From a historical perspective, Jamaica is an island that has been reached with the gospel. We have freedom of religion; the population has access to thousands of churches; and Jamaica claims to be a Christian nation. However, there are still opportunities for missionaries to labour here, especially in the areas of theological education and works of mercy.
Reformed theological education in Jamaica is woefully lacking. There is also a noticeable disconnection between what the average Christian professes and how the average Christian lives.
There is an urgent need for believers to have a Christian world-view and to present an authentic Christianity that challenges individuals, institutions and philosophies antagonistic to the gospel of Christ.
We believe that missionaries from the Reformed tradition can be of great help in achieving these goals – because they have a healthy tradition of biblical scholarship which, in turn, illuminates their Christian walk.
Jamaica has a struggling economy, an annual inflation rate of 8.4%, and a per capita income of around £1500. This means that evangelical churches in Jamaica face a constant challenge in knowing how best to minister to the many needy and impoverished communities among which they are placed. Often they fall short of meeting these needs.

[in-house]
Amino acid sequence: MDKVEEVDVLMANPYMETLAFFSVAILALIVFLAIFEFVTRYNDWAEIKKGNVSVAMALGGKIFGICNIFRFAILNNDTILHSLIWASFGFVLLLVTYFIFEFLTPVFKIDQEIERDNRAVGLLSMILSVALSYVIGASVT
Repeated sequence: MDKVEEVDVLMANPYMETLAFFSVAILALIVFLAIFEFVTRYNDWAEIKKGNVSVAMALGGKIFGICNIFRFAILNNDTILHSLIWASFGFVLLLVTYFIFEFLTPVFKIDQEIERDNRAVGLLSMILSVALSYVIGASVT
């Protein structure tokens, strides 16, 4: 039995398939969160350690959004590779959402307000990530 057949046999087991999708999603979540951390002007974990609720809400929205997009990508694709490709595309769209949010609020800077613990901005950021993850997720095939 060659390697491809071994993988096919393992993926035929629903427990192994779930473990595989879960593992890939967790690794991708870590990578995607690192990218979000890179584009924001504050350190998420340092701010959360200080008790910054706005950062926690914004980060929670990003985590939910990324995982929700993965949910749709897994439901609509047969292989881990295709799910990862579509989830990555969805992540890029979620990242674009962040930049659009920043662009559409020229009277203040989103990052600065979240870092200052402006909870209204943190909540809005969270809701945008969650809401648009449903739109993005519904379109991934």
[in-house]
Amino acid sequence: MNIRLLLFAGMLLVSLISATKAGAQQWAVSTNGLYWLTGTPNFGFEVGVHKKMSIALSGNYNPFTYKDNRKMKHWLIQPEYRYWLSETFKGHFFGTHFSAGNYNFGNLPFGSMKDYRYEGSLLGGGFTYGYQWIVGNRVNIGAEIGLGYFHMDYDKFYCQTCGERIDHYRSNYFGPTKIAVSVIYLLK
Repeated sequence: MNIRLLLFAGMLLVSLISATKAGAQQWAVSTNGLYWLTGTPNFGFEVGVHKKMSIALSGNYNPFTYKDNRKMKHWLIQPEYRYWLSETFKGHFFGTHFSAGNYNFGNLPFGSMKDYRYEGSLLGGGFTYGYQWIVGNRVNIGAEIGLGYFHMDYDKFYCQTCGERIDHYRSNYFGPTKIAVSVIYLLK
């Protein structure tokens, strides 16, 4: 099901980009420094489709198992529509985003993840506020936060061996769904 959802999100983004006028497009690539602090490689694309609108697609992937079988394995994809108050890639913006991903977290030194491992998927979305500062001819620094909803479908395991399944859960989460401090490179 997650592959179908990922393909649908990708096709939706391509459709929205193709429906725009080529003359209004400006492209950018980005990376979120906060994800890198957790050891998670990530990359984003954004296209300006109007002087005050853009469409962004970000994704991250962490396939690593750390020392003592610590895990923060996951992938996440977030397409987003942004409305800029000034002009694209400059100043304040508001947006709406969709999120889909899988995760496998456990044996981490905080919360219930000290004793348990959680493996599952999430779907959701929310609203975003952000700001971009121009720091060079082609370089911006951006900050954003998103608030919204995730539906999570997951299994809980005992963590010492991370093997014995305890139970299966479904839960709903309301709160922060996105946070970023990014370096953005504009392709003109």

So there are opportunities for churches in countries with strong economies to partner the evangelical churches in Jamaica. But this needs to happen in a culturally sensitive way that seeks to serve rather than dominate indigenous churches.
There are opportunities here for short and medium-term (i.e. 1-3 years) missionaries of African descent. These can connect more quickly with Jamaican males than those from other ethnic backgrounds.